Housing is a big part of America’s story of innovation, productivity, and economic growth. For much of the industrial 20th century, housing helped to drive the economy by stimulating demand. Building more housing—especially in the suburbs—stoked the demand for more cars, washing machines, and other durable goods from America’s factories, creating good jobs for American workers and setting in motion a virtuous circle of economic growth.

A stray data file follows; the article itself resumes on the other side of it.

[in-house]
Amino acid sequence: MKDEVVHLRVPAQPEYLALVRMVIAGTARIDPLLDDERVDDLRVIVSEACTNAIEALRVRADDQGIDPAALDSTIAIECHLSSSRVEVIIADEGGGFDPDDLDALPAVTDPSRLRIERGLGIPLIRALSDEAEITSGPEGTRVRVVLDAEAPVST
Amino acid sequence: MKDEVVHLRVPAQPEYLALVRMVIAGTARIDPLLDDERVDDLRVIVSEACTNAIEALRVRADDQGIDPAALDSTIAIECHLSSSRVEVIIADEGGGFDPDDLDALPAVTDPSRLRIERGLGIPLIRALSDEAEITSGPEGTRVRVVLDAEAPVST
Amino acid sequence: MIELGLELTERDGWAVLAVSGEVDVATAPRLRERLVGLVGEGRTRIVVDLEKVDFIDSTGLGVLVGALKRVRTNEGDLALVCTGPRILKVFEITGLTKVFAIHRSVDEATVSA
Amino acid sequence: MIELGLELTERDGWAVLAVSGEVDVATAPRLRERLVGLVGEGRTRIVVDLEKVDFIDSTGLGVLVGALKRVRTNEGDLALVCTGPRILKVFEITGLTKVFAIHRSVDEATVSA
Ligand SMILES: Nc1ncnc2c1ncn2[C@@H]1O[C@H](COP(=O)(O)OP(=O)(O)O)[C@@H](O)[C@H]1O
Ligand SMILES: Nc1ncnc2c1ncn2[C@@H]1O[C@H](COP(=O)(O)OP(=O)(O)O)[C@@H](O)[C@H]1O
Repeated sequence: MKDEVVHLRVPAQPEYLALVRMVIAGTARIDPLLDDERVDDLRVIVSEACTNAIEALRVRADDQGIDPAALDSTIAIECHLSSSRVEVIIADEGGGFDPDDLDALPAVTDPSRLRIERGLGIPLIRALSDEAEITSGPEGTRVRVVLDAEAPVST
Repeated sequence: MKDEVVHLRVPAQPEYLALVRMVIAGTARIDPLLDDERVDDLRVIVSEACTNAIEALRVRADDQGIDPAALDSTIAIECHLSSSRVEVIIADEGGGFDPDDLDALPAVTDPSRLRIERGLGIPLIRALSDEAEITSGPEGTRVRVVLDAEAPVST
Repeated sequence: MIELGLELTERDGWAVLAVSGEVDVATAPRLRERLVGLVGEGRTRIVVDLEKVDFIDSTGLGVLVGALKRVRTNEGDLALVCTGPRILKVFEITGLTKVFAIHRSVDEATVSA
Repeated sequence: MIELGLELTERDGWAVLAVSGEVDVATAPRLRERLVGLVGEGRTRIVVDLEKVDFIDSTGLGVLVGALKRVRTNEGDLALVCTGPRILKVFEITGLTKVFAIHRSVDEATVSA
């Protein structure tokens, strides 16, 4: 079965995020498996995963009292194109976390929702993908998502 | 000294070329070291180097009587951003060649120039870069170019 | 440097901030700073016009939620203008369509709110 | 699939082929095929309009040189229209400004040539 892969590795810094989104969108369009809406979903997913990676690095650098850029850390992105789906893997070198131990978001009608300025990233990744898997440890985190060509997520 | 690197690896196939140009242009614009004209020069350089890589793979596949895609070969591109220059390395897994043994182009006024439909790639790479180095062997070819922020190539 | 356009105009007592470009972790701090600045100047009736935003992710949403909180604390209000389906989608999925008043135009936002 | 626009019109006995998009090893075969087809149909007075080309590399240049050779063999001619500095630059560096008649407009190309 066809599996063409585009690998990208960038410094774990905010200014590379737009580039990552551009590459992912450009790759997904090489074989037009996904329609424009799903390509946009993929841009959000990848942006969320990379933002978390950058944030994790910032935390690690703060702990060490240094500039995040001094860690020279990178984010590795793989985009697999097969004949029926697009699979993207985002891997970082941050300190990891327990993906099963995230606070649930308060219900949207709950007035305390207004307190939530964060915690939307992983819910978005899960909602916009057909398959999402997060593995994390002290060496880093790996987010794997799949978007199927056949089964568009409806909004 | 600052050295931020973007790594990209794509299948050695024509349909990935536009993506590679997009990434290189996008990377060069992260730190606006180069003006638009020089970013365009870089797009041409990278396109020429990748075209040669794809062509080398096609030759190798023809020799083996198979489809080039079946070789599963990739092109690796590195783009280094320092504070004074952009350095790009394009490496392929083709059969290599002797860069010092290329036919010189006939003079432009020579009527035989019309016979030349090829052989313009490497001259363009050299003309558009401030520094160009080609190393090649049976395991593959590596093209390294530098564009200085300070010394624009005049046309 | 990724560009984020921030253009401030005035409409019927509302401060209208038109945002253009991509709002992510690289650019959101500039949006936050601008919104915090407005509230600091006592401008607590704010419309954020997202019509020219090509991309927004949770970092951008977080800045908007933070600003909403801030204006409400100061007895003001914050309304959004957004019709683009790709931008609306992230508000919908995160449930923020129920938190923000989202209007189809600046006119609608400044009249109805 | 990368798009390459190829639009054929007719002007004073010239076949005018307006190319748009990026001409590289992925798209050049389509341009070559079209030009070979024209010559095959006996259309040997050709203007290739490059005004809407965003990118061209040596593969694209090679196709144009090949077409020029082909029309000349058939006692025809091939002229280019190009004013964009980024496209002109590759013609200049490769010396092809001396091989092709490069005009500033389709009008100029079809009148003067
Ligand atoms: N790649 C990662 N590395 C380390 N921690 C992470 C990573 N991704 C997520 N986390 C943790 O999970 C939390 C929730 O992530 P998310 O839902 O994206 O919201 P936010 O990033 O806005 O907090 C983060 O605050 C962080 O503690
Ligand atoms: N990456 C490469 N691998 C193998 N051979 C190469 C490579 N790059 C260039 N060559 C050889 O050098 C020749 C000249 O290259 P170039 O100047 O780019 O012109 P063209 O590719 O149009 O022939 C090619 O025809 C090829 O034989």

But housing plays a very different role in today’s knowledge economy, where innovation and growth stimulate the clustering of knowledge, talent, and ideas. As a growing chorus of economists point out, the problem today is that we do not have enough housing—especially affordable housing—in the expensive and productive locations that drive the economy. The economic consequences often mean unskilled workers are unable to access good jobs in these cities, which costs the economy a huge amount in lost productivity.